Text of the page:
This post is part of the #Purge365 series about a midlife journey through a year of purging a house – and a life – of unnecessary things. Click here to see all previous posts.
Today I want to talk about cooking. Or cookbooks, rather.
At first glance, tackling my two shelves of cookbooks seems like an easy job. Seeing as I use exactly none of them for cooking these days. I have long moved from cookbooks to keeping my recipes online on a Dropbox account. It works great. I can access my recipes from anywhere, meaning I can make my German-Singaporean-Filipino Apple cake from wherever on Earth I am vacationing at the time (not that I’ve actually vacationed anywhere lately).
This is wonderfully convenient and practical. Purging the remaining cookbooks should be an easy affair. But instead, I soon find myself on a journey into the past.
I first open my own hand-written cookbook which I started as a girl. It’s a cheap little notebook with an alphabetized index. In it, you can witness the evolution of my cooking hand in hand with the evolution of my handwriting. (I’m glad to report that my cooking has taken a better turn than my handwriting.) Among many clippings from ancient magazines I come across a page covered in brown splotches – bits of chocolate propelled there by an inexpertly held hand-mixer. I know this all these years later because my then boyfriend, now husband, documented his transgression by circling those splotches and labeling them “chocolate mousse” and “Noisette: The Anti-Cook.” While I can’t remember which kitchen we were using at the time, or when exactly it happened, I can viscerally recall how I felt that day – the banter, the young love, the expansiveness of a heart unburdened by the responsibilities of rearing children .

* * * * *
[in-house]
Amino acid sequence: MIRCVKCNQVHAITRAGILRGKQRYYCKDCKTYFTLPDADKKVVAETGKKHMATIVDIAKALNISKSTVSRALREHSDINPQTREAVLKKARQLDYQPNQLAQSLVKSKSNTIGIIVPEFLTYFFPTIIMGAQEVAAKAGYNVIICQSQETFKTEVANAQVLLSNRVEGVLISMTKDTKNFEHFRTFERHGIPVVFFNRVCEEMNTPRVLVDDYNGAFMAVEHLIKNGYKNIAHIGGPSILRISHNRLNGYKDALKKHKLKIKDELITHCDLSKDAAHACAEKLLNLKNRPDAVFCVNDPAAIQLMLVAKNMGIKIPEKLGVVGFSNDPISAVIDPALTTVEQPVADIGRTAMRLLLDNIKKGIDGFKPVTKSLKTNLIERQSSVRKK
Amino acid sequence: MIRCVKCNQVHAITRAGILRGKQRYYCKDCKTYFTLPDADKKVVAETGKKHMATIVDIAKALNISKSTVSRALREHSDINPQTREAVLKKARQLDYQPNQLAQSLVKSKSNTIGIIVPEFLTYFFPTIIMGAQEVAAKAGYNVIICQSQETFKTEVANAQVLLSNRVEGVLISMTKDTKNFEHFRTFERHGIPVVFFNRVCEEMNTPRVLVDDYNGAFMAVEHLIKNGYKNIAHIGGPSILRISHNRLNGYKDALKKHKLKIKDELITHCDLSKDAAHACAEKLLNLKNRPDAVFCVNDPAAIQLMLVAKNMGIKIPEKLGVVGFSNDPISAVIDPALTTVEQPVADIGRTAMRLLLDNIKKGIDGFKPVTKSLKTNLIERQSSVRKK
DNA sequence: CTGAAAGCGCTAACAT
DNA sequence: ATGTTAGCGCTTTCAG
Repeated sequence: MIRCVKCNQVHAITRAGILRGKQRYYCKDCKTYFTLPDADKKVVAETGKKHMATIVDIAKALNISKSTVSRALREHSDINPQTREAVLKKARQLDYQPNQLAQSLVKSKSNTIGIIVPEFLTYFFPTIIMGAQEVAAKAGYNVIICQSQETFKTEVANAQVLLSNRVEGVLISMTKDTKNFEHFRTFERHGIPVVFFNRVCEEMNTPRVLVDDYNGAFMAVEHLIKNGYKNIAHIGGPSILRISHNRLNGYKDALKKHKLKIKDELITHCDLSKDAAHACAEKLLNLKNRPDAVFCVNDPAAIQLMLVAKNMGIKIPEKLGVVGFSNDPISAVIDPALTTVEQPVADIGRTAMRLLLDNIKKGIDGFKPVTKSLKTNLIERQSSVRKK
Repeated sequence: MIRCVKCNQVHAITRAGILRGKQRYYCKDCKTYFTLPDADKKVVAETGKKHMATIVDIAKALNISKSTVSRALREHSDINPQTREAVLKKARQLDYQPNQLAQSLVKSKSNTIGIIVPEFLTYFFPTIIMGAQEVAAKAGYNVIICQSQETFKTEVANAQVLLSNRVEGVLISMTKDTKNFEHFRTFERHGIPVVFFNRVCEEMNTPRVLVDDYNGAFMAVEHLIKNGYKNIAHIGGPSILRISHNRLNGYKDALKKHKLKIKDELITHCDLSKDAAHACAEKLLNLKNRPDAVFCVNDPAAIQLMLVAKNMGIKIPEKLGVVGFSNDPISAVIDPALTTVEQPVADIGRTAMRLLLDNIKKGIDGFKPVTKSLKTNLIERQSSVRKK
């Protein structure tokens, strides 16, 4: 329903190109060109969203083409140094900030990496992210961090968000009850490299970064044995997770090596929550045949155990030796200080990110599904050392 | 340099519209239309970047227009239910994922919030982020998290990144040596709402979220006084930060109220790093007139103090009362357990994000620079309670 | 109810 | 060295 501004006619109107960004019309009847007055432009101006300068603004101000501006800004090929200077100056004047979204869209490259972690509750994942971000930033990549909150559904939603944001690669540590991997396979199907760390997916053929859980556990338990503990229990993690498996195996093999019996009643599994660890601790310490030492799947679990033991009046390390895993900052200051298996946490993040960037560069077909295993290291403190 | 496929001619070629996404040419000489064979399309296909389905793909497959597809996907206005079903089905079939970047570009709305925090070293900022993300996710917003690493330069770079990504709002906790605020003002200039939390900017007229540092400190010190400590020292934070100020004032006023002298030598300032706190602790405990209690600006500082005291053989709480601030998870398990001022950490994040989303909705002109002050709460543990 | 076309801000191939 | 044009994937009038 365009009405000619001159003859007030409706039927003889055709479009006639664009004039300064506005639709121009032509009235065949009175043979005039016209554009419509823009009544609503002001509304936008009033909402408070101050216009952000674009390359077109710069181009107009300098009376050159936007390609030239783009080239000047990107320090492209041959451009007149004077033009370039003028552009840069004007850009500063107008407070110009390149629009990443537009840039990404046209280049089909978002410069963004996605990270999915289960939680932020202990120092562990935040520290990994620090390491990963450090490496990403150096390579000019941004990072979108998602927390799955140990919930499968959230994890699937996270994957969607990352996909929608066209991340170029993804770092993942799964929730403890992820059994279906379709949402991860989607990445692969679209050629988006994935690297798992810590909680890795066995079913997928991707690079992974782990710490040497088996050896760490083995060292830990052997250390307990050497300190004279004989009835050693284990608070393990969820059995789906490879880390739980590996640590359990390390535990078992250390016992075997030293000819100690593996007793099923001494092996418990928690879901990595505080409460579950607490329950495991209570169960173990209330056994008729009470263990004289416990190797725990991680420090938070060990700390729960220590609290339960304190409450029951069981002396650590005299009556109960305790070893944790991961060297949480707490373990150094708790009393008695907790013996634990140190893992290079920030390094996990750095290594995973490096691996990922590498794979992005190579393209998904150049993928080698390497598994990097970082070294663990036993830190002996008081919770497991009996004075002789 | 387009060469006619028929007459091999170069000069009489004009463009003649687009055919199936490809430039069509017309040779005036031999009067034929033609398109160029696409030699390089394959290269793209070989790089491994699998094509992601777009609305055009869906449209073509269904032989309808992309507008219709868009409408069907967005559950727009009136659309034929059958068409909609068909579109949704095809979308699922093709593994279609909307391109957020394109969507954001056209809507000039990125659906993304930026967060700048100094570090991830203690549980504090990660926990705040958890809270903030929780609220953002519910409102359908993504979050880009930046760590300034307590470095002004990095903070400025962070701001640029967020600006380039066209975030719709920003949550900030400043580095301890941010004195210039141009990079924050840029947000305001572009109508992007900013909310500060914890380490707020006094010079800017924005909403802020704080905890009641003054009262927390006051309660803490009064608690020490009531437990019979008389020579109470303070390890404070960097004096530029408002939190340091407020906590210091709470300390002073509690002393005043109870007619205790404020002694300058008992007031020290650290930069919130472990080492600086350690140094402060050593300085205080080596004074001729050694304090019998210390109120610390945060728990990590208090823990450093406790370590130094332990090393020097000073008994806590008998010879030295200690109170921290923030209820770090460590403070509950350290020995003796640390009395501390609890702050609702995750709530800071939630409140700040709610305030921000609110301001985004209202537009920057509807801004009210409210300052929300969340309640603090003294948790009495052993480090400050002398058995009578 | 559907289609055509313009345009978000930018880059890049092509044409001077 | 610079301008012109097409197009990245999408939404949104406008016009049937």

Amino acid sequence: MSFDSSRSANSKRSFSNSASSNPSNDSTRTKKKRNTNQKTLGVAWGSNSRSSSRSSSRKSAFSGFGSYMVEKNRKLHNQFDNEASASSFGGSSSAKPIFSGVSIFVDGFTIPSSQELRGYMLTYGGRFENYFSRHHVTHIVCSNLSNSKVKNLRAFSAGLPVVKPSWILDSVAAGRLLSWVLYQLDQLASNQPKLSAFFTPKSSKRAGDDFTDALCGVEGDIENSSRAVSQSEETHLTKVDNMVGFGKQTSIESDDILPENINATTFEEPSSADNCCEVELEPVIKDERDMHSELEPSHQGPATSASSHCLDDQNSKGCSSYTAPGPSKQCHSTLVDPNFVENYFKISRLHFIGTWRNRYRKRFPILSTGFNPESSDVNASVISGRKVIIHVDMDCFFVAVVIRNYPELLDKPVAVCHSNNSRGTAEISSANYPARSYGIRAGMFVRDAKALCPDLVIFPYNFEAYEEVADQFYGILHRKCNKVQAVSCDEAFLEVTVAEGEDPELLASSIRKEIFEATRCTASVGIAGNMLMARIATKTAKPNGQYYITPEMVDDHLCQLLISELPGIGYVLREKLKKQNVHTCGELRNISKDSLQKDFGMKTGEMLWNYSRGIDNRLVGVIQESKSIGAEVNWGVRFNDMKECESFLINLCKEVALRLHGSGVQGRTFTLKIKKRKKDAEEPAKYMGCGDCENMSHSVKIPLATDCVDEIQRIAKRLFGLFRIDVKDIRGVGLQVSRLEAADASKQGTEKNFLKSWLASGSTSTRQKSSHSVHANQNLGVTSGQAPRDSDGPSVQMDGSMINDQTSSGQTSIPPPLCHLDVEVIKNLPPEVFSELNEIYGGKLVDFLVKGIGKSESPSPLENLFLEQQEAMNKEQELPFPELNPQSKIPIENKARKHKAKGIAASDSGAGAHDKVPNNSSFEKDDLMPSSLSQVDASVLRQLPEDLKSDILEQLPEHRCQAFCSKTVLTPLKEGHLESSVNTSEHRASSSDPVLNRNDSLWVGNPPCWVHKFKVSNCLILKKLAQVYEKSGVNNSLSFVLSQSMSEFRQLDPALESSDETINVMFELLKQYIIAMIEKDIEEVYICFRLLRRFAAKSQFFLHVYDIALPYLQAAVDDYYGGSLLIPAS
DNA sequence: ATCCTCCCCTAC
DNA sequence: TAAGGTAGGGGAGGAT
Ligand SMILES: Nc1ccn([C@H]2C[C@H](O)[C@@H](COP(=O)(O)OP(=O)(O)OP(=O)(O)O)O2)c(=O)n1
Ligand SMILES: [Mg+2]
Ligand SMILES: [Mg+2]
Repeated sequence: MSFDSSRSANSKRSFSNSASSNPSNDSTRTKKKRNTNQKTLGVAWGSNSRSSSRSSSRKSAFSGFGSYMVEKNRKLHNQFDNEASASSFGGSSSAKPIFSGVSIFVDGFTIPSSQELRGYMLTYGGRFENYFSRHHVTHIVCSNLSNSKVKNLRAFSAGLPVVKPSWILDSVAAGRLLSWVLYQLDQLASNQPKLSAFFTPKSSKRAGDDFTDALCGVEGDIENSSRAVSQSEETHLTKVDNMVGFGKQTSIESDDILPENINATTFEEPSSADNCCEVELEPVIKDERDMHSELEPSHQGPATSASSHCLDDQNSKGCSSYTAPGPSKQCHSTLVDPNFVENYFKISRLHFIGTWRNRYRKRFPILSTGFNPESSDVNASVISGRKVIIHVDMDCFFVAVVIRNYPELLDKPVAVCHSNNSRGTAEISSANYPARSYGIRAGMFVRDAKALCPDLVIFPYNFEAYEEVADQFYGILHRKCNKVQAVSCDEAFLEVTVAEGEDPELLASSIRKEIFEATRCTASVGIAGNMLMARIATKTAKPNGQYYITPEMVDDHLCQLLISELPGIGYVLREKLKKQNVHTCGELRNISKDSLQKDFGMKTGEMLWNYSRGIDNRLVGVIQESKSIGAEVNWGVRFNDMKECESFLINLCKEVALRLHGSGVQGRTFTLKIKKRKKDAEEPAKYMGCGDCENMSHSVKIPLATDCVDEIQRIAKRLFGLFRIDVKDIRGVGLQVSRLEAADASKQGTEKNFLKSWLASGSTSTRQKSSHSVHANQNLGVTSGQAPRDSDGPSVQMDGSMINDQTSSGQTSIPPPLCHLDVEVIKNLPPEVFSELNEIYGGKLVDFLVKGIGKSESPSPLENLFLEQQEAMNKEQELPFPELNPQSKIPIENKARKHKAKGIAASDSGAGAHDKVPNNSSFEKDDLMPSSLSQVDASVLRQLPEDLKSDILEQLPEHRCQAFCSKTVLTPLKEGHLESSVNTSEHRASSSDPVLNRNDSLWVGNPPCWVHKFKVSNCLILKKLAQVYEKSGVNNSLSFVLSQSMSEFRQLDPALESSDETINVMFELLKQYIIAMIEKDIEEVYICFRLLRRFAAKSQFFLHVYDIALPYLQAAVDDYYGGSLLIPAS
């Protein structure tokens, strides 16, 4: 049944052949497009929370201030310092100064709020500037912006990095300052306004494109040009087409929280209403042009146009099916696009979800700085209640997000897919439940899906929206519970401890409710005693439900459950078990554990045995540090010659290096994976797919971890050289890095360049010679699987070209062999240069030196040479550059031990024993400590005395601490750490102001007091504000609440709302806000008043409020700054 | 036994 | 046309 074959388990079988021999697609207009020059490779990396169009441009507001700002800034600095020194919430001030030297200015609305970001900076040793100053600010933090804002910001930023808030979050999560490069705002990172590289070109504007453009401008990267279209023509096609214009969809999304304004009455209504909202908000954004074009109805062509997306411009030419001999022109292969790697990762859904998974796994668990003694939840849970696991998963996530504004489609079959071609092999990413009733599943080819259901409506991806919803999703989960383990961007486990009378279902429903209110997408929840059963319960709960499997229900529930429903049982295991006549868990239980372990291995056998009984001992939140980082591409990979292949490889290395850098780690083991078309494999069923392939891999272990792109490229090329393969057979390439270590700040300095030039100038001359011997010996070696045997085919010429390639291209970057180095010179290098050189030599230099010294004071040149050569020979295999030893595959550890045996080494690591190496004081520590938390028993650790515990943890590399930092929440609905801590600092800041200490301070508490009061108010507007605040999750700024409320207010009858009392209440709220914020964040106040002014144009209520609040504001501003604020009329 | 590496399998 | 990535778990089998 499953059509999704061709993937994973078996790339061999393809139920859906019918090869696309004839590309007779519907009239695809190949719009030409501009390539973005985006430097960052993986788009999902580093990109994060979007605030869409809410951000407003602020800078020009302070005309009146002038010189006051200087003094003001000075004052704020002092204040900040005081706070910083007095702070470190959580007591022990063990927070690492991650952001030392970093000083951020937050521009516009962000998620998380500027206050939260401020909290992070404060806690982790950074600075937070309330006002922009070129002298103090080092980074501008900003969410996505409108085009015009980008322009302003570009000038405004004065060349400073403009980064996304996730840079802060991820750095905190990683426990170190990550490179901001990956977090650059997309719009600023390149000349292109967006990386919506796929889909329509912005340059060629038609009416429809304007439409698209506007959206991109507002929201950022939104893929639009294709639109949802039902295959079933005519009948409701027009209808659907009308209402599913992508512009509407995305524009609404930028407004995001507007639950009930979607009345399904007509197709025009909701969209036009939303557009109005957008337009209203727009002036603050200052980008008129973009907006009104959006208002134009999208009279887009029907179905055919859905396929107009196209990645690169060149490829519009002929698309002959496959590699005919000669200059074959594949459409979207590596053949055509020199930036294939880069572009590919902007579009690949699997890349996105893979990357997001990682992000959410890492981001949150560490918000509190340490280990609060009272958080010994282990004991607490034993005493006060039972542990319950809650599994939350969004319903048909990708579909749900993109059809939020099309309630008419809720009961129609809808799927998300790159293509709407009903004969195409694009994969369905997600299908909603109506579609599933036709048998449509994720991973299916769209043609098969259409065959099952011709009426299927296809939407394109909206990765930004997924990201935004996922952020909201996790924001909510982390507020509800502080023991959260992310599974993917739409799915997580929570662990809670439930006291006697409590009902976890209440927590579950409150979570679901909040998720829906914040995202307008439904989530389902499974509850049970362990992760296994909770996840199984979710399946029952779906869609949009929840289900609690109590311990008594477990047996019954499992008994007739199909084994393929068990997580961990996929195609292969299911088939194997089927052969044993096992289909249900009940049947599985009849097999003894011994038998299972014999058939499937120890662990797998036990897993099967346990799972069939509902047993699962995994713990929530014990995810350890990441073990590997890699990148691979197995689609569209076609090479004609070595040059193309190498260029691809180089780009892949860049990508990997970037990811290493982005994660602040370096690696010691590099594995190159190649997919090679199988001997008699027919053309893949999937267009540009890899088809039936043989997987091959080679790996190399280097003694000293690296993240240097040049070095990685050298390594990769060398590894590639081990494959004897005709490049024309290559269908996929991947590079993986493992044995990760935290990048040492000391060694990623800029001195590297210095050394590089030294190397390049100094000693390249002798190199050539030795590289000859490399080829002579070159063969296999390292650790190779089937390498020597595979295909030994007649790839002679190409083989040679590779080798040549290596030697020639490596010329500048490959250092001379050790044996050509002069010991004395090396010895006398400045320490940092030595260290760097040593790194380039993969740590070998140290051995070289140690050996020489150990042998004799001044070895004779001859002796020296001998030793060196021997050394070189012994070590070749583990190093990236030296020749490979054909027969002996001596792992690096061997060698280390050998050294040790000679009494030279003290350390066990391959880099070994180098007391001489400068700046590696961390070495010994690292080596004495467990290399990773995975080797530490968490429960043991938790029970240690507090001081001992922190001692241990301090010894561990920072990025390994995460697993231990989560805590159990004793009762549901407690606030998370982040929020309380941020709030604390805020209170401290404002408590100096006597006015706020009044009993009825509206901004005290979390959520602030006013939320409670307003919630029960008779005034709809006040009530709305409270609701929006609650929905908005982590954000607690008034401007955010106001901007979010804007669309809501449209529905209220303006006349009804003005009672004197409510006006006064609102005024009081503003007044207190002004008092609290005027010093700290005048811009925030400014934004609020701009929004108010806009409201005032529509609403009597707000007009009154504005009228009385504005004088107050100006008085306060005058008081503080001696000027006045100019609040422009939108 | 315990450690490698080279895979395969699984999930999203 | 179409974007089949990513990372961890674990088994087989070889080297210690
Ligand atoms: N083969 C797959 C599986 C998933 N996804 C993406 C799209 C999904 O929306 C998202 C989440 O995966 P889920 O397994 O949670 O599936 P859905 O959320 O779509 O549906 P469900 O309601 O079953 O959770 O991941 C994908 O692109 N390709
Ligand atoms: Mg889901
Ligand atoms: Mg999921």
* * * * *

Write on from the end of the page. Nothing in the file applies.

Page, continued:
The next cookbook, also hand-written, couldn’t be any different from my messy affair. Its cover bears a cross-stitched image of a teakettle, and the first few pages are covered in neat rows of cursive ink. My mother-in-law gave it to me either as a wedding present or shortly thereafter. I can’t remember if I asked her for my new husband’s favorite recipes, eager to please, or if perhaps he, unbeknownst to me, begged his mother to teach me how to make his favorite meals. Maybe it was her own idea. In any case, I treasure this cookbook not because I have ever used it, but because it reflects so much of her personality. Everything in its place, just so, neat and tidy, a well-planned and ordered life. She has been dead almost five years now, and leafing through this cookbook almost instantly conjures the most vivid memories of her. I can see her wrinkly smile, feel her kindness, hear her soothing voice. Calmness and harmony emanated from her, order and structure, love and loyalty.
This is where we get to my own mother. To describe her, you might use the exact opposite of any of those words. She was neither calm nor orderly, and she was more of a fearsome presence than a kind or loving one. My mother did not go through the trouble of writing down her favorite recipes for me. She did, however, give me a handwritten cookbook as well. She gave me my grandmother’s cookbook.
My grandmother – Omi to me – also covered her book in neat rows of cursive ink. Except it’s near illegible. She was a doctor, you see, just like my mother, which doomed her penmanship. I might write more about this grandmother of mine someday, because she was quite remarkable – a female doctor when there were few, a cook like no other, and a single mother to boot. But today it’s just about her cookbook and her cooking.
It should be said here that my mother did not see eye to eye with her mother-in-law when it came to food. Apparently my mother had the audacity to say, to my grandmother who loved to cook above all else, that she, my mother, had no patience for wasting all that time just to feed her family. That if a simple pill were invented to take the place of food, she’d be the first one to sign up. This did NOT go over well with Omi, who I imagine would have sniffed haughtily, mumbled something about ungrateful young women who didn’t know what they were talking about, and shuffled off back into the kitchen, never quite forgiving my mother for committing the sacrilege of speaking such words out loud.